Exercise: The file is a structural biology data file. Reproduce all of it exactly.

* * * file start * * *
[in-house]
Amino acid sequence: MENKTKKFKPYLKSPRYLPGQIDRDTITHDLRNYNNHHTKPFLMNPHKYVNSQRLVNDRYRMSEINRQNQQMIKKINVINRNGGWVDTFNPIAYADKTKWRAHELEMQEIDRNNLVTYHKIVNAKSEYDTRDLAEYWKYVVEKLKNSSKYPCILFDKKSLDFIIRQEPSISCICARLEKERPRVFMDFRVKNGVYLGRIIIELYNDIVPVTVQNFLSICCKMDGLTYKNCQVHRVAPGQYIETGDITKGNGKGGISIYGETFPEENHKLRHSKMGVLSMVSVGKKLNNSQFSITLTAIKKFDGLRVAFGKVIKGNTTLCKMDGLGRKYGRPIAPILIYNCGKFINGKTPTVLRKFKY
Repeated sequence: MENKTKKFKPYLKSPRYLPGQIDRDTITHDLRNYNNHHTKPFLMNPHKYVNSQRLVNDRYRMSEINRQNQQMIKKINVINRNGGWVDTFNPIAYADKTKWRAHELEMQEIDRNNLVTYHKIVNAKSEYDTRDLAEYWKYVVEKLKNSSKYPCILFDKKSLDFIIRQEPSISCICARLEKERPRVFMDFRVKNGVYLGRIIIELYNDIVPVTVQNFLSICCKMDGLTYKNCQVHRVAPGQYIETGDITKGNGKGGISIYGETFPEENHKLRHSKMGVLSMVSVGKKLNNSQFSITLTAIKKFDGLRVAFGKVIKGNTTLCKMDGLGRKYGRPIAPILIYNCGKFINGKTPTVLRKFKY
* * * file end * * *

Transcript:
[in-house]
Amino acid sequence: MENKTKKFKPYLKSPRYLPGQIDRDTITHDLRNYNNHHTKPFLMNPHKYVNSQRLVNDRYRMSEINRQNQQMIKKINVINRNGGWVDTFNPIAYADKTKWRAHELEMQEIDRNNLVTYHKIVNAKSEYDTRDLAEYWKYVVEKLKNSSKYPCILFDKKSLDFIIRQEPSISCICARLEKERPRVFMDFRVKNGVYLGRIIIELYNDIVPVTVQNFLSICCKMDGLTYKNCQVHRVAPGQYIETGDITKGNGKGGISIYGETFPEENHKLRHSKMGVLSMVSVGKKLNNSQFSITLTAIKKFDGLRVAFGKVIKGNTTLCKMDGLGRKYGRPIAPILIYNCGKFINGKTPTVLRKFKY
Repeated sequence: MENKTKKFKPYLKSPRYLPGQIDRDTITHDLRNYNNHHTKPFLMNPHKYVNSQRLVNDRYRMSEINRQNQQMIKKINVINRNGGWVDTFNPIAYADKTKWRAHELEMQEIDRNNLVTYHKIVNAKSEYDTRDLAEYWKYVVEKLKNSSKYPCILFDKKSLDFIIRQEPSISCICARLEKERPRVFMDFRVKNGVYLGRIIIELYNDIVPVTVQNFLSICCKMDGLTYKNCQVHRVAPGQYIETGDITKGNGKGGISIYGETFPEENHKLRHSKMGVLSMVSVGKKLNNSQFSITLTAIKKFDGLRVAFGKVIKGNTTLCKMDGLGRKYGRPIAPILIYNCGKFINGKTPTVLRKFKY